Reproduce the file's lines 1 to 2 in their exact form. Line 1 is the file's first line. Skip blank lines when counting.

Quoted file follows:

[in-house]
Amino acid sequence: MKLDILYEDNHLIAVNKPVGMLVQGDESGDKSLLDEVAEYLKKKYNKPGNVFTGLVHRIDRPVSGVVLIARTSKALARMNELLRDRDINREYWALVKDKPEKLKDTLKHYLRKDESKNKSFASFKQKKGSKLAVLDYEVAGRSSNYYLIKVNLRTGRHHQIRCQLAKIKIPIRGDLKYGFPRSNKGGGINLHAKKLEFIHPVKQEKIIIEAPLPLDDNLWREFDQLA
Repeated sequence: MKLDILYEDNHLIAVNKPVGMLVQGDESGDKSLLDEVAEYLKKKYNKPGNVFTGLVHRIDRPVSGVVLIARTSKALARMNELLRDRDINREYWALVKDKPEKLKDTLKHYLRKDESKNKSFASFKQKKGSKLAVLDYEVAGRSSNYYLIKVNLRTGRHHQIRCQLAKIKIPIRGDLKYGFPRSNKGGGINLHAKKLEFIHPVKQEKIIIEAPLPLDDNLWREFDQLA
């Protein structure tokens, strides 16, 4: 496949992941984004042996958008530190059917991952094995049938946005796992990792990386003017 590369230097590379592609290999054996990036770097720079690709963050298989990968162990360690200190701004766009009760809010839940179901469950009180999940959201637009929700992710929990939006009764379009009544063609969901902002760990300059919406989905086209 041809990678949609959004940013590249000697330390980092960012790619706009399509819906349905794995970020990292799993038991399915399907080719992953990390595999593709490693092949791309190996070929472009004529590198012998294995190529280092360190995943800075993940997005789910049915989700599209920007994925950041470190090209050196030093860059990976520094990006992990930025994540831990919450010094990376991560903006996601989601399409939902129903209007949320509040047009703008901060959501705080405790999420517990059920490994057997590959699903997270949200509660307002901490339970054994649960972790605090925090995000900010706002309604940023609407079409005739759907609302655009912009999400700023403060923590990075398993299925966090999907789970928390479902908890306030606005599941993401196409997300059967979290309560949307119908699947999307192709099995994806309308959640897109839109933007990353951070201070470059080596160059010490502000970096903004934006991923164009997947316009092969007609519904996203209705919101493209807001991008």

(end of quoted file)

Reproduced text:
[in-house]
Amino acid sequence: MKLDILYEDNHLIAVNKPVGMLVQGDESGDKSLLDEVAEYLKKKYNKPGNVFTGLVHRIDRPVSGVVLIARTSKALARMNELLRDRDINREYWALVKDKPEKLKDTLKHYLRKDESKNKSFASFKQKKGSKLAVLDYEVAGRSSNYYLIKVNLRTGRHHQIRCQLAKIKIPIRGDLKYGFPRSNKGGGINLHAKKLEFIHPVKQEKIIIEAPLPLDDNLWREFDQLA